Bus passengers take note - your driver shouldn't refuse your $20 bill.
Two of Auckland's biggest bus companies have confirmed staff should accept notes of all denomination.
Their comments came after commuters complained of being refused travel or told to sacrifice change if they only had a $20 note.
Jacinda Hill, who travels to the city from Albany every day, said she had problems almost every time she tried to pay with a $20 note.
One driver said he would take the note but keep her change. She refused to pay $20 for a $5.60 fare and walked 15 minutes to the nearest shops to get change.
Another commuter, Soo Yook, said she gave $3.50 to a woman with a $20 note who was refused travel.
"She had to borrow from me, a stranger. It wasn't a pleasant experience for her.
"She had to be in the city at a certain time so she had to take that bus."
Bianca Teulilo had also experienced bus drivers who were "grumpy" about how people paid their fare.
"One man growled at me for having a $20 note ... I can understand where they are coming from but it's not our problem," she said.
NZ Bus general manager John Calder said his drivers had not been told to refuse passengers with $20 notes.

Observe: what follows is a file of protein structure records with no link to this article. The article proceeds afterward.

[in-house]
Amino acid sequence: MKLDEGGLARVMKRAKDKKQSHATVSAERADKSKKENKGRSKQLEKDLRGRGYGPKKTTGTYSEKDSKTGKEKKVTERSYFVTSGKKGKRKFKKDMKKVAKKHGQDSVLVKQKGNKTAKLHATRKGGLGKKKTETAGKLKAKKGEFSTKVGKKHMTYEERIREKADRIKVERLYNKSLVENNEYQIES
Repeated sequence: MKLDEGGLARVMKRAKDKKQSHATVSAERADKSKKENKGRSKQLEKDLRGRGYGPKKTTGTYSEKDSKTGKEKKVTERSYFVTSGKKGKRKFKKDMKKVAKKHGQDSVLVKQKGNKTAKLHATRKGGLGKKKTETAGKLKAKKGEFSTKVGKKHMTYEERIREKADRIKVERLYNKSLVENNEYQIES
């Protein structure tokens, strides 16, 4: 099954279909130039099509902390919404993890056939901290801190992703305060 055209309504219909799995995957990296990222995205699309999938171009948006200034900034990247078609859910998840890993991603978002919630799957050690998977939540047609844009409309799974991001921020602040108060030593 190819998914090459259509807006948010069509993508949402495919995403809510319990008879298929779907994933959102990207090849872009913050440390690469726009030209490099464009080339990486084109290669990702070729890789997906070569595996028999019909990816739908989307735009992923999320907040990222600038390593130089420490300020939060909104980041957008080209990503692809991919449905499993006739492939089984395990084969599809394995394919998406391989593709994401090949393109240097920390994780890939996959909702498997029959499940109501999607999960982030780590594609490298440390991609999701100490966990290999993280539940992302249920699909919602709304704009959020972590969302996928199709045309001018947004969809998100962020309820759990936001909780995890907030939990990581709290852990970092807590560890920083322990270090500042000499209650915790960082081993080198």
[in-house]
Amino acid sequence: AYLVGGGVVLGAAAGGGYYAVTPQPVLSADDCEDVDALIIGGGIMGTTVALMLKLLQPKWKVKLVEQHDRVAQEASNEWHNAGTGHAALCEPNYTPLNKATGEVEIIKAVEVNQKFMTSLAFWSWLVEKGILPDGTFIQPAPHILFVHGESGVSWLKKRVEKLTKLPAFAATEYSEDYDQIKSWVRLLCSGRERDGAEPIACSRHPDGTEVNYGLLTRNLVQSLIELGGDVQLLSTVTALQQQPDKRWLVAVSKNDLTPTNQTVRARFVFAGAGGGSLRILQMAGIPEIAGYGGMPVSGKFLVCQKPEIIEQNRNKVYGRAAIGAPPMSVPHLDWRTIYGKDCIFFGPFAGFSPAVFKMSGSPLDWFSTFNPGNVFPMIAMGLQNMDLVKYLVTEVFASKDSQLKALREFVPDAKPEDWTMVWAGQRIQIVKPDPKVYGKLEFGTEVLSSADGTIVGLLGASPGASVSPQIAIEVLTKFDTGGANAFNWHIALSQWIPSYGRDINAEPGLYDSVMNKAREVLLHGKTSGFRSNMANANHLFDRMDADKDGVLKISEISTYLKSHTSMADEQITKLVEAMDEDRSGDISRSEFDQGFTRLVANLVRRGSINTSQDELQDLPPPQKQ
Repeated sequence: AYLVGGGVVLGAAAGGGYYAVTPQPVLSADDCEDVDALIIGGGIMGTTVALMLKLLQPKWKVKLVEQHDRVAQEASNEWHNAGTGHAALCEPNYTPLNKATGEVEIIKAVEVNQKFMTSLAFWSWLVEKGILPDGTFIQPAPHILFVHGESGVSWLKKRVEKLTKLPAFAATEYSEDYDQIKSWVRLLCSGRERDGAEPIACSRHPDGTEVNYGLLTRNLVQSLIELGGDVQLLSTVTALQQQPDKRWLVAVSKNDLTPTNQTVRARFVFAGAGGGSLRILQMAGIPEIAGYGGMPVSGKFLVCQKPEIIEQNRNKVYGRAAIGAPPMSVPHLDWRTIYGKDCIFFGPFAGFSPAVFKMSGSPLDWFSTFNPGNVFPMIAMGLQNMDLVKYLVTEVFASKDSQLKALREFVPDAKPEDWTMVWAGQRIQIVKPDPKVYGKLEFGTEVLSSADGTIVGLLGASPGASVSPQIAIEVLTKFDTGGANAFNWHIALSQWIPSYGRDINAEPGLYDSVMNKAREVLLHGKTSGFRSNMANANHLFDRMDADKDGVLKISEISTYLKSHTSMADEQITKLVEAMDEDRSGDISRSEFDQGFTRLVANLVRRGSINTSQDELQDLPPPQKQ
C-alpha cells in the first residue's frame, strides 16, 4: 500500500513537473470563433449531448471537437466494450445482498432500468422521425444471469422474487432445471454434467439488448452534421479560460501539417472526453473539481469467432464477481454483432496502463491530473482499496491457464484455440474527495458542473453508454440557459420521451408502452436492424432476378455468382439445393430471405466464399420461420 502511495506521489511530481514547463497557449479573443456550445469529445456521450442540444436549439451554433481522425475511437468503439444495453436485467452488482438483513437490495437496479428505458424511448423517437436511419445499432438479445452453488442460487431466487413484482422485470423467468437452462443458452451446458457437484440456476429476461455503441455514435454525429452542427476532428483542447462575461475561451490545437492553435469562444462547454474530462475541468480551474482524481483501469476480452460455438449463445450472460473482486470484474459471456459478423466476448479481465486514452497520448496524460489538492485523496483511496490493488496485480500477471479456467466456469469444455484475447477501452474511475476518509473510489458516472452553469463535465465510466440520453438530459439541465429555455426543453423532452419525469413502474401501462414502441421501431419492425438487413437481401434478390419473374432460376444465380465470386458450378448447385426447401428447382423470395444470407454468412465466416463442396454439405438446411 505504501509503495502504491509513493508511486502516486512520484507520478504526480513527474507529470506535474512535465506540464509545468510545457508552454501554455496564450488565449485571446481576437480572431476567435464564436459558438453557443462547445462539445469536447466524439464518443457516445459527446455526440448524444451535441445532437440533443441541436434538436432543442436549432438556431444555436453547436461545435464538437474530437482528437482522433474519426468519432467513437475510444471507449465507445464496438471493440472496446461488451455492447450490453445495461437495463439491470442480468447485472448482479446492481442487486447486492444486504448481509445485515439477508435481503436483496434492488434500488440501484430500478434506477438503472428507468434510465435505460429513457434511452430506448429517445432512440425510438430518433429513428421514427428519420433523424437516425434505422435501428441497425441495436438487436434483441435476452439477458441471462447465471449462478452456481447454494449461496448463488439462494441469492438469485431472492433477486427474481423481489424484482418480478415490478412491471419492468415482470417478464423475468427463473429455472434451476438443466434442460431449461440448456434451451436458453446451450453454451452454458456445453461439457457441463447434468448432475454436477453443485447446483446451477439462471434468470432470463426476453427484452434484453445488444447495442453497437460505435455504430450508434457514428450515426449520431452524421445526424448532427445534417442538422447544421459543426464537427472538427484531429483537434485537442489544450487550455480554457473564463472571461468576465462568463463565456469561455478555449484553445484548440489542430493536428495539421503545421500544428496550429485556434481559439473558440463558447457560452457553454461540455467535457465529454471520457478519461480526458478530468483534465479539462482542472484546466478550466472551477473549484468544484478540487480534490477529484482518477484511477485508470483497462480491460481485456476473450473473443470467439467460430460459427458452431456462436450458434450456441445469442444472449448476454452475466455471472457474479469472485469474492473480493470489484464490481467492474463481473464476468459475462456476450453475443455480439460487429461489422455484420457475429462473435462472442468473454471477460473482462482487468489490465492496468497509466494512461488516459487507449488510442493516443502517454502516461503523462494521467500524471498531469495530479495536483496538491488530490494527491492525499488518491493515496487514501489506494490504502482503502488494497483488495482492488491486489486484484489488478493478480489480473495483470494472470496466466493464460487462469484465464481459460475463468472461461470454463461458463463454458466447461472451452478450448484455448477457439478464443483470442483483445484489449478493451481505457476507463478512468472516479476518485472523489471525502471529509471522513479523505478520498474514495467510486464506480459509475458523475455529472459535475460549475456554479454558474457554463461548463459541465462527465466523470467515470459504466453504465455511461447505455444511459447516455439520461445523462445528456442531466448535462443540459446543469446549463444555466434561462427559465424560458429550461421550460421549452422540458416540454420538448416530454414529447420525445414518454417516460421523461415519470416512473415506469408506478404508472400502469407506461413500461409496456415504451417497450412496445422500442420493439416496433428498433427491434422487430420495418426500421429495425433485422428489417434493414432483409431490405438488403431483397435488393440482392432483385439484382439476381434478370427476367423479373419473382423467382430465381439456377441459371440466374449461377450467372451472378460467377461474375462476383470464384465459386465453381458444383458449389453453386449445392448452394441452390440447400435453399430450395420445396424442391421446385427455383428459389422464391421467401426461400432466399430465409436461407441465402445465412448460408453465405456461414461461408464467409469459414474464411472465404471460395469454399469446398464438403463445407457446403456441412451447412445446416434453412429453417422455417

A company policy says a driver should hold the note and give the passenger their change when they get off.
Calder said the company had received only one complaint about a driver's attitude to $20 notes.
Ritchies managing director Andrew Ritchie said drivers should take all passengers, no matter what notes they had.
But he said drivers carried a small amount of money for safety reasons and recommended passengers carried change when possible.
"Bus drivers don't have an endless supply of money."
MAYOR RESPONDS TO COMMUTER WOES
Commuters have welcomed moves to ease overcrowding on Auckland's public transport services.
Mayor Len Brown this week announced a raft of improvements already being phased in, including:
More and bigger buses on routes between the city and the North Shore.
Extra buses on Mt Eden Rd and Dominion Rd routes.
Four extra carriages on trains on the southern and eastern line.
The move follows a spike in passenger numbers attributed to rising petrol prices. It came after the Herald on Sunday highlighted commuter concerns, including buses being too full to pick up passengers.
Auckland Council transport committee chairman Mike Lee said the changes were partly because of Herald on Sunday coverage.
"The media has a role, not only in keeping the heat on public transport and also making sure that these services are quality and reliable."
Brenda Goodyer, 53, an office manager who commutes to the city from the North Shore, was pleased more buses would run on the Northern Express route: "We need them."